Mountain

No In for Interbike? Go to Outerbike Instead

The best part of Interbike — the outdoor dirt demo — will be available to anyone and everyone who has $150 and the means to get to Moab, Utah for the first-ever Outerbike — a consumer demo event.

Interbike is but a few short days away. For most people, though, it doesn’t matter because if they aren’t in the business they can’t get into the cycling industry’s biggest trade show anyway.

Besides, the best part of Interbike are the two demo days out at Bootleg Canyon. But now the best part of Interbike will be available to anyone and everyone who has $150 and the means to get to Moab, Utah for the first-ever Outerbike. Outerbike, to be held Sept. 30 to Oct. 3, is a consumer demo event for road and mountain bikes. Exhibitors fresh from Interbike will be showing their wares for 2011. But most importantly you can ride them for three to four days.

Two weeks out and the event is quickly reaching its 800-particpant cap, said Ashley Korenblat, the organizer of Outerbike. Korenblat said there are some 400 to 500 people from “all over who have registered in advance.” And she is expecting another 300 to 400 to register at the gate.

Still, Korenblat said that even if the cap is reached there will be a “pretty good cushion on bikes to demo.”

Companies present with demos will be, among others, Santa Cruz, Cannondale, Specialized, Kona, Trek, Turner, Yeti, Ibis, Pivot Cycles, Rocky Mountain, Marin, Haro Bikes, Norco, Fuji, Maverick, GT Bicycles, and Breezer.

The main demo area will be based at the Bar M trailhead and include five trails to ride individually or link together, including a newly constructed trail, Korenblat said.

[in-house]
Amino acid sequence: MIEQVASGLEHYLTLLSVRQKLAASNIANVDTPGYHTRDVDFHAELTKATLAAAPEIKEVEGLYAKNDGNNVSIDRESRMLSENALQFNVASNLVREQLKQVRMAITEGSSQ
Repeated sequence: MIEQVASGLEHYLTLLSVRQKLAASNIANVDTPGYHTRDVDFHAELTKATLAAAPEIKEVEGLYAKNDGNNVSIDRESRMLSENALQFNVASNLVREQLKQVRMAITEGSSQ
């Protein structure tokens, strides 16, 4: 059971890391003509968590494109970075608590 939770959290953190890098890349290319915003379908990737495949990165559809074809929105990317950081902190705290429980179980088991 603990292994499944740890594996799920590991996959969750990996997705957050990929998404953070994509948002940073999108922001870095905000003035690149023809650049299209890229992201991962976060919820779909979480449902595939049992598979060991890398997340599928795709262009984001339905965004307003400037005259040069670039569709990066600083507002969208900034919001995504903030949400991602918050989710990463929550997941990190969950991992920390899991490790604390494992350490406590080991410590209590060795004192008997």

“It’s a stacked-looped system. You can link them for longer rides,” she said, adding that views of Arches National Park are served up on some of the trails. “It really is a spectacular spot.”

Participants will receive demos for all four days of the event, lunch at the trailheads, and discounted tickets to evening parties and films.  The registration fee for the four-day event is $150. Proceeds will go to both IMBA and the Moab Trails Alliance.

But Korenblat said the biggest plus for participants is they’ll actually be able to ride a bike before making a $3,000 to $10,000 investment versus relying on a buddy’s suggestion or a magazine review.

“Our intent was to have [Outerbike] later in the season so you know what you’re going to buy in the spring or order over the winter,” she said.

Outerbike is produced by Western Spirit Cycling, which runs road and mountain tours on public lands throughout the U.S., in addition to custom events including corporate retreats, product launches and press camps.

To sign up for Outerbike, go to www.outerbike.com.